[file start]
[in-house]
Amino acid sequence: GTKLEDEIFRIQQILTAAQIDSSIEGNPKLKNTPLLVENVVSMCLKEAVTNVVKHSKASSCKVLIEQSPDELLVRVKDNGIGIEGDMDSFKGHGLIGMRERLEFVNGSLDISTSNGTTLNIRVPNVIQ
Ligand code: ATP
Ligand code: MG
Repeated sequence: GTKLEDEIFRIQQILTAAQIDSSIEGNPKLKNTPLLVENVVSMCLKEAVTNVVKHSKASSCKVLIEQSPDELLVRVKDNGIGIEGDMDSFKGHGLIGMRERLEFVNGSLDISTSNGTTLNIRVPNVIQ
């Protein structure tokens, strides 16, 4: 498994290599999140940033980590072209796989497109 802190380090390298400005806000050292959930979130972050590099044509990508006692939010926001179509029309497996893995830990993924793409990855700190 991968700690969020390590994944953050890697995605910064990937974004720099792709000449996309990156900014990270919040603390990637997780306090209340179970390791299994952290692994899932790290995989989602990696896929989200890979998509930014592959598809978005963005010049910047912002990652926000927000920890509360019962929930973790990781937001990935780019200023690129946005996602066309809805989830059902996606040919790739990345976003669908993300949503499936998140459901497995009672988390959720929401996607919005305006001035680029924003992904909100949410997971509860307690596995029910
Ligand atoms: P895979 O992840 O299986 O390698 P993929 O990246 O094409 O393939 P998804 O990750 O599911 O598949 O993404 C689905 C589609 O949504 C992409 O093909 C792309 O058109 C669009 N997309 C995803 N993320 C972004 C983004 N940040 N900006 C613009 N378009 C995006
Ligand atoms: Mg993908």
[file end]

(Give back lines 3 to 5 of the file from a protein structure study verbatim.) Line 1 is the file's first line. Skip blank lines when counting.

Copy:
Ligand code: ATP
Ligand code: MG
Repeated sequence: GTKLEDEIFRIQQILTAAQIDSSIEGNPKLKNTPLLVENVVSMCLKEAVTNVVKHSKASSCKVLIEQSPDELLVRVKDNGIGIEGDMDSFKGHGLIGMRERLEFVNGSLDISTSNGTTLNIRVPNVIQ